The Canon History
How these Cameras came to be!
Goro Yoshida (1900-1993) was born in Hiroshima and in his early years apprenticed in Tokyo with a company that repaired and remodeled motion picture cameras. He liked to tinker with machinery and he disassembled and examined the inner workings of a Leica Model II. In later years he said “I just disassembled the camera without any specific plan, but simply to take a look at each part. I found there were no special items, like diamonds, inside the camera. The parts were made from brass, aluminum, iron and rubber. I was surprised that when these inexpensive materials were put together into a camera, it demanded an exorbitant price. This made me angry”.
With his brother-in-law, Saburo Uchida and Takeo Maeda , a former subordinate of Uchida, Yoshida established the Precision Optical Instruments Laboratory to develop a 35mm rangefinder camera in November 1933. The laboratory was located in a room of the elegant Takekawaya Building, located in Tokyo.
The first prototype camera they called the Kwanon, after Kannon, the Buddhist goddess of mercy as Yoshida was a Buddhist and a believer in Kannon. The camera’s log depicted a thousand-arm Kwannon Goddess. The first lens was called the “Kasyapa” which derived from Mahakasyapa, a disciple of the Buddha.
A total of three Kwanon camera variations appeared in ads but the cameras were either drawings or wooden models. Yoshida always said he had completed 10 Kwanon cameras but no one ever actually saw them. They were never marketed.
Yoshida left the Laboratory in the fall of 1934 because he felt the path being followed by the Laboratory did not fit with his vision.
The first production camera was the “Hansa” Canon (Standard Model), a 35mm focal plane shutter camera, introduced in February of 1936. Canon initially had no facilities for making optical glass and arranged for lenses and rangefinder optics from Nippon Kogaku Kogyo, the company that eventually became Nikon. At the time Nippon Kogaku was a military supplier of optics and, by a stroke of good fortune, was looking into civilian opportunities for their optical production. An agreement was reached that they would co-operate in the production of the Hansan canon with a Nikkor f/3.5 50mm lens.
The first Canon under this arrangement came to market in February of 1936. Nippon Kogaku was responsible for the lens, the rangefinder optics, and the optical mountings. Precision Optical Instruments Laboratory was responsible for the body of the camera including the focal plane shutter and the overall assembly. Soon thereafter the name was changed to Canon.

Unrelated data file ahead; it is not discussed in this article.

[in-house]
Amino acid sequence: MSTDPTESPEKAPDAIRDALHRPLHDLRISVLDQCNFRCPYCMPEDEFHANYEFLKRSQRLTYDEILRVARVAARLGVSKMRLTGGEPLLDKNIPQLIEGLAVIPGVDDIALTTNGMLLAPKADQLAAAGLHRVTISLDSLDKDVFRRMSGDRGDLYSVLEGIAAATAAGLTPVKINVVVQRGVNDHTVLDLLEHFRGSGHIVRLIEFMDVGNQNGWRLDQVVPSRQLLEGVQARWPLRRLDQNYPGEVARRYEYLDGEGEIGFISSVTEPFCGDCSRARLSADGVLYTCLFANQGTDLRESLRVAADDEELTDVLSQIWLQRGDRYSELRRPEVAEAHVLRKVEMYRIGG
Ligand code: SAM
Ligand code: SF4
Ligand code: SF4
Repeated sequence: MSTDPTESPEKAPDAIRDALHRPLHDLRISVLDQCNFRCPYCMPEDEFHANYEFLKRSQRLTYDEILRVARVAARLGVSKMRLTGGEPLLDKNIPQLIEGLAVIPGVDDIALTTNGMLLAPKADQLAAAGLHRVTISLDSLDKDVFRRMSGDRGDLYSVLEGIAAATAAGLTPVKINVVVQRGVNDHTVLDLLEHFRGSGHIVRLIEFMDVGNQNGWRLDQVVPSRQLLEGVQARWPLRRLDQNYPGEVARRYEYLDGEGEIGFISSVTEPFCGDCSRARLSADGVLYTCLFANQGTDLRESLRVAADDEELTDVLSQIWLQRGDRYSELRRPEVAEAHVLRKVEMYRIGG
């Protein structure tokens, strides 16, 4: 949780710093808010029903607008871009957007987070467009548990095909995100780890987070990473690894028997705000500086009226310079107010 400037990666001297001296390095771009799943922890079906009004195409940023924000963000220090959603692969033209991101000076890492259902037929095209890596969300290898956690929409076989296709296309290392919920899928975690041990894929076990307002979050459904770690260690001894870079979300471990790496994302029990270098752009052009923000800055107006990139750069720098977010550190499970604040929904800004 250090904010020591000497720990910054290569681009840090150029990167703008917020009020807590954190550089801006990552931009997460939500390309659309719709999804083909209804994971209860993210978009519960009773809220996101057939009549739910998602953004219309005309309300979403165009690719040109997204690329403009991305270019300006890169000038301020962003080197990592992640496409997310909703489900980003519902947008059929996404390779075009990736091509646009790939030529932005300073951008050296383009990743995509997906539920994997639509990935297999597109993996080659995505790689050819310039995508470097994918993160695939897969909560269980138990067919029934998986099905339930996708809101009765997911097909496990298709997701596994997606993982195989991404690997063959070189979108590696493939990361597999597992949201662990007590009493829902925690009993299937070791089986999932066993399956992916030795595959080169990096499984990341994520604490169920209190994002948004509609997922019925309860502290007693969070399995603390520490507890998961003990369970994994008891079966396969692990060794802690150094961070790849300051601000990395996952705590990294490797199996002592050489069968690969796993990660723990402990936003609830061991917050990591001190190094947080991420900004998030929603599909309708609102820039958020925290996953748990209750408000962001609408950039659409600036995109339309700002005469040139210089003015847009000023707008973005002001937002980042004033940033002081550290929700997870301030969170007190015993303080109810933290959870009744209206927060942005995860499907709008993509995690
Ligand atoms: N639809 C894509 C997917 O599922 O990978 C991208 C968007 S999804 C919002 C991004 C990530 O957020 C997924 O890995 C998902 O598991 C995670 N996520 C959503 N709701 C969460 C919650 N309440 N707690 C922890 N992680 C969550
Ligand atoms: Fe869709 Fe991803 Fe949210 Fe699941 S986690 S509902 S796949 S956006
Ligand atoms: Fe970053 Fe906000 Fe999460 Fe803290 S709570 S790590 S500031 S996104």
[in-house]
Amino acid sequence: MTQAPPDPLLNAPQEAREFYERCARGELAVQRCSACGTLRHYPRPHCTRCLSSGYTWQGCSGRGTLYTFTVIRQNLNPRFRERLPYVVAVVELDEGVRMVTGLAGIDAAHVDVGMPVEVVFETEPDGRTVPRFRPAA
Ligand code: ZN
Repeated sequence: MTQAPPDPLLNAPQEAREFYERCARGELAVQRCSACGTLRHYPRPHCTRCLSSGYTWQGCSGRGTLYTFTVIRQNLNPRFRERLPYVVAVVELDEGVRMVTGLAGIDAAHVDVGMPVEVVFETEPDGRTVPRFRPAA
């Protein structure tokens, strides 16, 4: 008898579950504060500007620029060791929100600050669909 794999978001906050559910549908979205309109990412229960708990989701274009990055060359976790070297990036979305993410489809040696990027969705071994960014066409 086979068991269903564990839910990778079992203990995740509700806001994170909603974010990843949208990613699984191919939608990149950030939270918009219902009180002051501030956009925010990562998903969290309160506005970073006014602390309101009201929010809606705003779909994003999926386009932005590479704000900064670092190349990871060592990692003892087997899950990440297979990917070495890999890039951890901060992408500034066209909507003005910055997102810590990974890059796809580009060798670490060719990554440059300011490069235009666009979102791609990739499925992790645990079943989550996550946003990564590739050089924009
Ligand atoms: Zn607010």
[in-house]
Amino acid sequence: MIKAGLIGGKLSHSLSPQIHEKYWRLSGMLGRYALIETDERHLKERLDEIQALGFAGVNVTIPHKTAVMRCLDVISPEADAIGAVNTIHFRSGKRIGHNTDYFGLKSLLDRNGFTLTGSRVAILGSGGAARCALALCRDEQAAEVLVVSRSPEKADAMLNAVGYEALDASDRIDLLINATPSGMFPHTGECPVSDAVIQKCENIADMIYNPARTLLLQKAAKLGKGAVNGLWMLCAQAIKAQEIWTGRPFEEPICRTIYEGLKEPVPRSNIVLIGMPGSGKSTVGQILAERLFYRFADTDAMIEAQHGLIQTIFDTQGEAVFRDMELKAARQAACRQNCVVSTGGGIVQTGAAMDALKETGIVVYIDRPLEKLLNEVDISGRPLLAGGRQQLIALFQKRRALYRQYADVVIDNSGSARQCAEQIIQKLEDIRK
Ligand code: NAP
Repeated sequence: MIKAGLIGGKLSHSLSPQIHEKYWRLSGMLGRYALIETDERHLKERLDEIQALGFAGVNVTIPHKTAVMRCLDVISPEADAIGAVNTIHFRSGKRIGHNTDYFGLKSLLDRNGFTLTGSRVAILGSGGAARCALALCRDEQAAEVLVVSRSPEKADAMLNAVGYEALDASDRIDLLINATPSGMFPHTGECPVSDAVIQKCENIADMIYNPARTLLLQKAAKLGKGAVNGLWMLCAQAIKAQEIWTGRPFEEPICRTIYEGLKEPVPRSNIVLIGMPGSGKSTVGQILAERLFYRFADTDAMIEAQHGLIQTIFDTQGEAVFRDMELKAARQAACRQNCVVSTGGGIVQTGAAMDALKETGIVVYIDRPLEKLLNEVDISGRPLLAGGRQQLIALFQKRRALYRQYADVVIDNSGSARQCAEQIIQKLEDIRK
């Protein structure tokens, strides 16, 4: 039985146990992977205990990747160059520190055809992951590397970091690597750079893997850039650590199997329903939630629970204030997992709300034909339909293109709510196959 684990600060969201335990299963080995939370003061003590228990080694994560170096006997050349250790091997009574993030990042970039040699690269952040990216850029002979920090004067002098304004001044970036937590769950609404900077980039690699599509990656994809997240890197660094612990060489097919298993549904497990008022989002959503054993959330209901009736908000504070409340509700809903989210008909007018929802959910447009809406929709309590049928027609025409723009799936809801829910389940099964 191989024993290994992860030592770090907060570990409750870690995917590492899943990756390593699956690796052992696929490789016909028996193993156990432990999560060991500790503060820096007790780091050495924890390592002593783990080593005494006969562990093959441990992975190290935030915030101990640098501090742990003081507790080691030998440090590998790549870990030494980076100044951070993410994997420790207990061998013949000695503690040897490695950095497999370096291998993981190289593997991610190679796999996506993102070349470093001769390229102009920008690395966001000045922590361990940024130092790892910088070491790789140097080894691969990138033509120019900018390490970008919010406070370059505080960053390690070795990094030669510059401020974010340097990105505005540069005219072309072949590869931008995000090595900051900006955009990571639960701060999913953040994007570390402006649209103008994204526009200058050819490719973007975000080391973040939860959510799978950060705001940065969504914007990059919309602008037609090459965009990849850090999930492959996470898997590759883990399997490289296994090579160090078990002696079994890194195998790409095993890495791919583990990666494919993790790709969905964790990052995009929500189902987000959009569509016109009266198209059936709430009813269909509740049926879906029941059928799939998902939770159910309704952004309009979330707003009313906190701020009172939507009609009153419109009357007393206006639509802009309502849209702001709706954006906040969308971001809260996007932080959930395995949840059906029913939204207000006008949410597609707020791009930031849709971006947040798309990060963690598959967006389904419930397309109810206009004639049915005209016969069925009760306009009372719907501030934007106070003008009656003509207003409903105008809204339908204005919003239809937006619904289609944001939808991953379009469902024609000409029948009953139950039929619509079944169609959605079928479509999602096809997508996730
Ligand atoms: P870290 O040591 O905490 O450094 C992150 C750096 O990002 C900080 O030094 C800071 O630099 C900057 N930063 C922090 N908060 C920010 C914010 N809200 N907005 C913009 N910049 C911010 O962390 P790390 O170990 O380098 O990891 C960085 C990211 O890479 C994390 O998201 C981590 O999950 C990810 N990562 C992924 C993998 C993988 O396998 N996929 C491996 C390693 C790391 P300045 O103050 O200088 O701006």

On the 10th of August 1937 Precision Optical Industry, Co. Ltd. was founded as a joint stock company and to this day Canon designates this date as their founding.
In April 1939 Canon brought out a less expensive Camera aimed at the common consumer called the Model “J” for Junior. It had a distance scale instead of a rangefinder and a threaded lens mount instead of the three lug bayonet mount used on the Hansa and Canon “S”. It came with a Nikkor 5cm f/4.5 lens.
Beginning in 1937 there was a push for the development of the company’s own lens and there was a contest within the company for a new name for these lenses. “Serenar” was chosen meaning “serene” and indicating “clear, calm and tranquil”. Apparently the name was taken from the Sea of Tranquility” on the moon.
The lenses on Canon rangefinder cameras of the late 1940’s and 50’s were Leica compatible 39mm screw mounts. Initially they were chrome “Serenar” lenses but were later replaced by chrome “Canon” lenses. All but the very early pre-war lenses were coated.
Precision Optical Industry Co., Ltd. escaped major destruction during the war and had continued with small scale productin of cameras. But after the war all was confusion and materials were scarce or non-existent. As a result it was intended to close the company.
However, after a short hiatus, occupation troops began showing an interest in Japanese cameras and the management realised that there was a demand for Canon cameras. The applied to the Allied Occupation Forces General Headquarters for permission to produce consumer goods and the application was approved on 1 October 1945.
In 1945 Canon introduced the J II (Post War Popular Model) focal plane shutter camera by scrounging parts from previous models and using what scrap materials were available. But it was difficult and records indicate that only three cameras were produced that year.
By November of 1946 about 560 J II’s had been produced. There was a steady increase in market demand and the company was swept along. In October of that year the “S II” was introduced. It had a rangefinder combined in a single window with the view finder which even the Leica did not have.
It was in 1947 that the name of the company was changed to the Canon Camera Company, Ltd. The Japanese government, in the same year, designated Canon cameras as a priority export when Japan resumed export activity after the war.
The “II B” was released in April of 1949. This time Canon created a 3 mode optical viewfinder in which the magnification could be changed depending on the lens being used. This was a Canon innovation.
In 1949 Canon shares are listed on the Tokyo Stock Exchange and the Canon IIB won first prize at a national camera exhibition held in San Francisco.
Note: I am indebted to the Canon Camera Museum for much of the material here and there is a wealth of information and detail there that I highly recommend if you seek more knowledge about this history.